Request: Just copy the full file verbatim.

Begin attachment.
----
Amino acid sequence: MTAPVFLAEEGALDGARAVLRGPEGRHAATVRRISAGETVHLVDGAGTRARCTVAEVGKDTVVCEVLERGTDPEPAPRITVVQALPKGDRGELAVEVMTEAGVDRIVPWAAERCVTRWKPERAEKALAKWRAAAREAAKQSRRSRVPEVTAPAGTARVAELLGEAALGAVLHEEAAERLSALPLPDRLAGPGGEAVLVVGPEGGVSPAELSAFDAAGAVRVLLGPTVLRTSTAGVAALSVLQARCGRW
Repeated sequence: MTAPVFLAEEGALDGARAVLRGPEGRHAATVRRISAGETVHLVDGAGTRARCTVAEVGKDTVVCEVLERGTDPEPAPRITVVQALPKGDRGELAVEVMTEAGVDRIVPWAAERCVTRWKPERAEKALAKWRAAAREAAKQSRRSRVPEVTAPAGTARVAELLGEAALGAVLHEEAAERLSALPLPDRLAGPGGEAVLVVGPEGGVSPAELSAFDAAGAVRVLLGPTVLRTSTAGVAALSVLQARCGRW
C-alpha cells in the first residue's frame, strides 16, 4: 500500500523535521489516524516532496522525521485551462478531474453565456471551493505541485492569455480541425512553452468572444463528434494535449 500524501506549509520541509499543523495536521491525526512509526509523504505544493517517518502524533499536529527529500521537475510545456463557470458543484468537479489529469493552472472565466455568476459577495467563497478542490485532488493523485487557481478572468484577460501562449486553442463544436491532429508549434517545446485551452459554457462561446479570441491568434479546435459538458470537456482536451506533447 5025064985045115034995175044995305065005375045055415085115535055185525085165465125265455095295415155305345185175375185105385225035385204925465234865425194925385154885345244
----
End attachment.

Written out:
Amino acid sequence: MTAPVFLAEEGALDGARAVLRGPEGRHAATVRRISAGETVHLVDGAGTRARCTVAEVGKDTVVCEVLERGTDPEPAPRITVVQALPKGDRGELAVEVMTEAGVDRIVPWAAERCVTRWKPERAEKALAKWRAAAREAAKQSRRSRVPEVTAPAGTARVAELLGEAALGAVLHEEAAERLSALPLPDRLAGPGGEAVLVVGPEGGVSPAELSAFDAAGAVRVLLGPTVLRTSTAGVAALSVLQARCGRW
Repeated sequence: MTAPVFLAEEGALDGARAVLRGPEGRHAATVRRISAGETVHLVDGAGTRARCTVAEVGKDTVVCEVLERGTDPEPAPRITVVQALPKGDRGELAVEVMTEAGVDRIVPWAAERCVTRWKPERAEKALAKWRAAAREAAKQSRRSRVPEVTAPAGTARVAELLGEAALGAVLHEEAAERLSALPLPDRLAGPGGEAVLVVGPEGGVSPAELSAFDAAGAVRVLLGPTVLRTSTAGVAALSVLQARCGRW
C-alpha cells in the first residue's frame, strides 16, 4: 500500500523535521489516524516532496522525521485551462478531474453565456471551493505541485492569455480541425512553452468572444463528434494535449 500524501506549509520541509499543523495536521491525526512509526509523504505544493517517518502524533499536529527529500521537475510545456463557470458543484468537479489529469493552472472565466455568476459577495467563497478542490485532488493523485487557481478572468484577460501562449486553442463544436491532429508549434517545446485551452459554457462561446479570441491568434479546435459538458470537456482536451506533447 5025064985045115034995175044995305065005375045055415085115535055185525085165465125265455095295415155305345185175375185105385225035385204925465234865425194925385154885345244